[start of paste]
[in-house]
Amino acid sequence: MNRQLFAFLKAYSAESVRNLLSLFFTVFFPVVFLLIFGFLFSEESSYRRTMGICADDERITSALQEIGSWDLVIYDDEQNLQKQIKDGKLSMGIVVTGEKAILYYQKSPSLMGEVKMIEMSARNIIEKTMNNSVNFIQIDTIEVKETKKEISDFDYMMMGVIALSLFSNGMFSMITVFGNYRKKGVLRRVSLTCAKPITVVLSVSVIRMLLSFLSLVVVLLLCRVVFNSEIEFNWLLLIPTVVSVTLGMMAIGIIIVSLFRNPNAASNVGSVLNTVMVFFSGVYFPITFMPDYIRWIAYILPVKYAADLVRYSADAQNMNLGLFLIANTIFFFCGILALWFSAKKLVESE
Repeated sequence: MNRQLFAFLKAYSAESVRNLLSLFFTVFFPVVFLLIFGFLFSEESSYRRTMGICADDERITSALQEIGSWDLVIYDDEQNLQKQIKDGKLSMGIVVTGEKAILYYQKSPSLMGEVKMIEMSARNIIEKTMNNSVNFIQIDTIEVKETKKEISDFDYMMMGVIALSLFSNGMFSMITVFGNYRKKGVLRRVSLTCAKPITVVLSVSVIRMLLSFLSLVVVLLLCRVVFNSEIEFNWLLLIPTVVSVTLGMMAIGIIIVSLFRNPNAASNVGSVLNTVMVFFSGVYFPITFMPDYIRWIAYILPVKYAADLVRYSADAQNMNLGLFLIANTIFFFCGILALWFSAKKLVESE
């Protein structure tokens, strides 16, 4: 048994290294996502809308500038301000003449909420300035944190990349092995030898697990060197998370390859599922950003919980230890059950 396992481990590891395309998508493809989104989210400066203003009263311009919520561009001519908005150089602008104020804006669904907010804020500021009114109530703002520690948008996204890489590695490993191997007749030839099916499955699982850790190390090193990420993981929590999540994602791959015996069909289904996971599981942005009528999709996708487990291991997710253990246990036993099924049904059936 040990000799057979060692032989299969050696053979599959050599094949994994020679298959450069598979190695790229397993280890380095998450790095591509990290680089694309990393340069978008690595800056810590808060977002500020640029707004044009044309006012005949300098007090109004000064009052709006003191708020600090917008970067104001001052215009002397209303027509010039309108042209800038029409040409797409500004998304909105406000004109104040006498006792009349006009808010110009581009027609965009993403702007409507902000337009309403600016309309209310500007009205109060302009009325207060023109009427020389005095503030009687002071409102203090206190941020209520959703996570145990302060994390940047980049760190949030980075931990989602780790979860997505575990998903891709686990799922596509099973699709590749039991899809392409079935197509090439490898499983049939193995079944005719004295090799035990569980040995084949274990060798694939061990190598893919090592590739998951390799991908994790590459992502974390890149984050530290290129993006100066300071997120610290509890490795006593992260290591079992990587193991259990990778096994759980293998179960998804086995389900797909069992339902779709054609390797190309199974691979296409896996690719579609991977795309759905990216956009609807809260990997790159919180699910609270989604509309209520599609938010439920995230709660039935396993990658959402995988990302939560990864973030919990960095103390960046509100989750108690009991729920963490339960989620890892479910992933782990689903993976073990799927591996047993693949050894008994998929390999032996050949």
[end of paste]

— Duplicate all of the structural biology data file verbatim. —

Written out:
[in-house]
Amino acid sequence: MNRQLFAFLKAYSAESVRNLLSLFFTVFFPVVFLLIFGFLFSEESSYRRTMGICADDERITSALQEIGSWDLVIYDDEQNLQKQIKDGKLSMGIVVTGEKAILYYQKSPSLMGEVKMIEMSARNIIEKTMNNSVNFIQIDTIEVKETKKEISDFDYMMMGVIALSLFSNGMFSMITVFGNYRKKGVLRRVSLTCAKPITVVLSVSVIRMLLSFLSLVVVLLLCRVVFNSEIEFNWLLLIPTVVSVTLGMMAIGIIIVSLFRNPNAASNVGSVLNTVMVFFSGVYFPITFMPDYIRWIAYILPVKYAADLVRYSADAQNMNLGLFLIANTIFFFCGILALWFSAKKLVESE
Repeated sequence: MNRQLFAFLKAYSAESVRNLLSLFFTVFFPVVFLLIFGFLFSEESSYRRTMGICADDERITSALQEIGSWDLVIYDDEQNLQKQIKDGKLSMGIVVTGEKAILYYQKSPSLMGEVKMIEMSARNIIEKTMNNSVNFIQIDTIEVKETKKEISDFDYMMMGVIALSLFSNGMFSMITVFGNYRKKGVLRRVSLTCAKPITVVLSVSVIRMLLSFLSLVVVLLLCRVVFNSEIEFNWLLLIPTVVSVTLGMMAIGIIIVSLFRNPNAASNVGSVLNTVMVFFSGVYFPITFMPDYIRWIAYILPVKYAADLVRYSADAQNMNLGLFLIANTIFFFCGILALWFSAKKLVESE
């Protein structure tokens, strides 16, 4: 048994290294996502809308500038301000003449909420300035944190990349092995030898697990060197998370390859599922950003919980230890059950 396992481990590891395309998508493809989104989210400066203003009263311009919520561009001519908005150089602008104020804006669904907010804020500021009114109530703002520690948008996204890489590695490993191997007749030839099916499955699982850790190390090193990420993981929590999540994602791959015996069909289904996971599981942005009528999709996708487990291991997710253990246990036993099924049904059936 040990000799057979060692032989299969050696053979599959050599094949994994020679298959450069598979190695790229397993280890380095998450790095591509990290680089694309990393340069978008690595800056810590808060977002500020640029707004044009044309006012005949300098007090109004000064009052709006003191708020600090917008970067104001001052215009002397209303027509010039309108042209800038029409040409797409500004998304909105406000004109104040006498006792009349006009808010110009581009027609965009993403702007409507902000337009309403600016309309209310500007009205109060302009009325207060023109009427020389005095503030009687002071409102203090206190941020209520959703996570145990302060994390940047980049760190949030980075931990989602780790979860997505575990998903891709686990799922596509099973699709590749039991899809392409079935197509090439490898499983049939193995079944005719004295090799035990569980040995084949274990060798694939061990190598893919090592590739998951390799991908994790590459992502974390890149984050530290290129993006100066300071997120610290509890490795006593992260290591079992990587193991259990990778096994759980293998179960998804086995389900797909069992339902779709054609390797190309199974691979296409896996690719579609991977795309759905990216956009609807809260990997790159919180699910609270989604509309209520599609938010439920995230709660039935396993990658959402995988990302939560990864973030919990960095103390960046509100989750108690009991729920963490339960989620890892479910992933782990689903993976073990799927591996047993693949050894008994998929390999032996050949």